As climate change brings droughts, flood and land degradation to their regions, the risks to food security and agricultural productivity are all the more acute. Women’s knowledge of farming practices and land use, together with natural resource management techniques, are critical for confronting looming climate and environmental degradation challenges.
When women are kept behind to help with the collection of firewood, water and food they also lose critical opportunities to pursue education, paid work, leadership and leisure activities.
In order to support women farmers, we need to know more about the challenges they face. That means collecting data that is disaggregated by sex and other distinguishing characteristics on a range of issues and activities, including men’s and women’s activities and household responsibilities and land and resource management and governance. We need to have the numbers to understand and make visible the scope of the problem and the women and girls involved. For example, across the world’s developing countries, as much as 70% of land is unregistered. This leaves those who make a living on the land, especially women, vulnerable to dispossession or displacement through expropriation and land grabs –– with little or no compensation. At UN Women, we are committed to collecting data on and talking about barriers like this in order to advocate for rural women’s land registration and land title certification, regardless of their marital status.
It is vital to promote women’s and girls’ access to justice and legal support. Without this, rural women face not only the challenge of unequal access to land but lack of knowledge of their rights or the means to fight against having the land they depend on taken from them should they become divorced or widowed. Indeed, in one in five countries with available data, female surviving spouses do not have the same inheritance rights as their male counterparts. Even where the laws are responsive to women’s rights, greater effort is often needed to ensure that women are aware of their rights and able to enforce them.
Yet, despite these challenges, women and girls in rural areas are far from passive victims of injustice. Many have fought back against structural inequalities and generations of deeply entrenched patriarchy to play an important role in improving livelihoods and wellbeing, as well as sustainably conserving and using resources. Research shows that having 25-30% women’s representation in community forestry institutions has a positive impact on forest conditions and regeneration. The participation of women in natural resource decision-making raises awareness of the need for conservation among a wider cross-section of people, including children, demonstrating the transformative possibilities when women fully and equally participate in the decisions and issues that directly affect them, their families and their communities.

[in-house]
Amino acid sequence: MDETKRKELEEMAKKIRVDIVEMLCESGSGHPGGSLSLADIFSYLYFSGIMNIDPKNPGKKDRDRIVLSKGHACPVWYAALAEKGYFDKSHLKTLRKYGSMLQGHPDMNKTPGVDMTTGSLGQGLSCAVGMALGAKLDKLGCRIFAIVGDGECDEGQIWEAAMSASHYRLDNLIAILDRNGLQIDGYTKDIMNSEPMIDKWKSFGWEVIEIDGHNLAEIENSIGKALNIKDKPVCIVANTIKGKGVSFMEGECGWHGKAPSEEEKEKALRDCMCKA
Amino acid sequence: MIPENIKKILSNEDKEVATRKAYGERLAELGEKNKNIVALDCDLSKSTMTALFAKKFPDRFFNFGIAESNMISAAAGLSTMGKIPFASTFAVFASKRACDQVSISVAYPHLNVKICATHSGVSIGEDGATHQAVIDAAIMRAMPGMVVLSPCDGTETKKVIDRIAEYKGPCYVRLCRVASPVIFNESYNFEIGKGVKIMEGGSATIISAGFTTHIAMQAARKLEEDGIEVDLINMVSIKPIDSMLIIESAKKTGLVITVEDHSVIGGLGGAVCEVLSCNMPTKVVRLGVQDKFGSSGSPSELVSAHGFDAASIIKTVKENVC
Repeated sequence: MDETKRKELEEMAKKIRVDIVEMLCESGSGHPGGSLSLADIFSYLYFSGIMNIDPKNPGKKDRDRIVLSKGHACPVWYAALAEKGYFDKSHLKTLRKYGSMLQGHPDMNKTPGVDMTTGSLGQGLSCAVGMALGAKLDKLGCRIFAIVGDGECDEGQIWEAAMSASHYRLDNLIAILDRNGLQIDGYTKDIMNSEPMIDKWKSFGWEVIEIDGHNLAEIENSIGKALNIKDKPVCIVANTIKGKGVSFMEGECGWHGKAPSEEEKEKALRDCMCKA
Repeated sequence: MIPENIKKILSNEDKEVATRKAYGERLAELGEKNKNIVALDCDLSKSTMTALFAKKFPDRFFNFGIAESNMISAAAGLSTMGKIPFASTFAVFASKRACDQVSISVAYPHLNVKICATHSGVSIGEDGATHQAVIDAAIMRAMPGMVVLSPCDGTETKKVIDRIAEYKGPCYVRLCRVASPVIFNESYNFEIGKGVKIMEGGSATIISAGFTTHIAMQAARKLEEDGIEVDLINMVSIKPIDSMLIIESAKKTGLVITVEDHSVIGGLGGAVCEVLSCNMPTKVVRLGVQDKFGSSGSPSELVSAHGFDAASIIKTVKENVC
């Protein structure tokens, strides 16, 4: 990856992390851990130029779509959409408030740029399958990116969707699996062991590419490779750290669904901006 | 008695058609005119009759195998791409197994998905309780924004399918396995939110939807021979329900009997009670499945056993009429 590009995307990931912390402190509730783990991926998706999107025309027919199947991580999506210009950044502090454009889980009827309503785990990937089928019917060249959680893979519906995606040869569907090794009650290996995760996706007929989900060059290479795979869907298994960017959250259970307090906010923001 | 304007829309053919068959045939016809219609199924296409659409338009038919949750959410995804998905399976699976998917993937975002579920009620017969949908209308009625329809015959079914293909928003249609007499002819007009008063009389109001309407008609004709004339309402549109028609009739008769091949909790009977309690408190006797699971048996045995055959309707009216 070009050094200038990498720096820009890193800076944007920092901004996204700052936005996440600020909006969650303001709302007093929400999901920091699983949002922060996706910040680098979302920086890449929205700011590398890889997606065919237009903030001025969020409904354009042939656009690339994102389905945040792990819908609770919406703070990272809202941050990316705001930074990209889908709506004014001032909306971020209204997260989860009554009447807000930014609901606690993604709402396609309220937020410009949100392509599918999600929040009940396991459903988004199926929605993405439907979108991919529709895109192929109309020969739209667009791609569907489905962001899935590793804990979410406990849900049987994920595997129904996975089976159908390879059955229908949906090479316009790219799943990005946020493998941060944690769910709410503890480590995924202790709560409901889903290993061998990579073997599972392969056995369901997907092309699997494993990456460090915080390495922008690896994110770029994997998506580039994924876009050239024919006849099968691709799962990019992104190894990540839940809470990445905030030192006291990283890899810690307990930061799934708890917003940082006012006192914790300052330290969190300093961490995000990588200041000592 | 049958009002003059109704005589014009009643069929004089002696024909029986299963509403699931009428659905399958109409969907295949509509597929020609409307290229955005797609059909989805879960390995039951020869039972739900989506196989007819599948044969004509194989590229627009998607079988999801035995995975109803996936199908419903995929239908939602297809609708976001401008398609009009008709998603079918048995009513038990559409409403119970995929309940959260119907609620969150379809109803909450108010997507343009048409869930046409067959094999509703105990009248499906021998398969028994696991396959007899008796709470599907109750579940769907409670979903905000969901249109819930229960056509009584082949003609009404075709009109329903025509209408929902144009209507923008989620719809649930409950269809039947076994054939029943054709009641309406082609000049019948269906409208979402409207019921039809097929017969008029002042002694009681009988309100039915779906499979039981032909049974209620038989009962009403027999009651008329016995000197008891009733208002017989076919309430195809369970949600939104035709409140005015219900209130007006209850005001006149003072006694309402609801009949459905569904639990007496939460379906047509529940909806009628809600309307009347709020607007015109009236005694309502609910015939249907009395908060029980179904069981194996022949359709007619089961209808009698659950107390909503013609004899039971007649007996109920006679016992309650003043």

The opportunities for transformation similarly open up when women have increased land rights, contributing to improved food and income security for women and their families, which in turn bolsters economic independence and sustainable livelihoods. When women have greater access to the tools and resources they need to feed and support their families, this can have effects for generations to come: reduced infant mortality, greater levels of education and maternal health, and stronger and more resilient communities.
In Pakistan, UN Women collaborated with local partners Baanhn Beli and Gorakh Foundation to support over a thousand women farmers in vulnerable situations to acquire land tenancy rights from their feudal landlords. Land tenure security is a critical asset for landless women. Before becoming tenants with some tenure security, they were unable to make long-term plans and invest in farming, protect themselves from natural disasters or improve their standard of living. In many cases these women were forced to leave their lands during the harvest and, in the absence of formal written agreements, suffered heavy losses and trauma. Training and mentoring allowed these women farmers to prepare tenancy agreements and landholding maps and negotiate with male landlords.
The UN Women – Maasai Women’s Development Organization partnership in Tanzania has empowered hundreds of Maasai women to acquire land, find additional employment and diversify their economic activities to supplement their families’ incomes. Mama Neema Olenriya, 42, chairperson of the village council, spoke of her 20-year struggle to acquire land: “For generations, only men were allowed to own and inherit land, so they question whether women are fit to be land owners. But I am also Maasai—I can also fight for my rights.” Along with other village women, she received training on land and property rights and acquired the confidence and knowledge to demand that village authorities allocate land to women.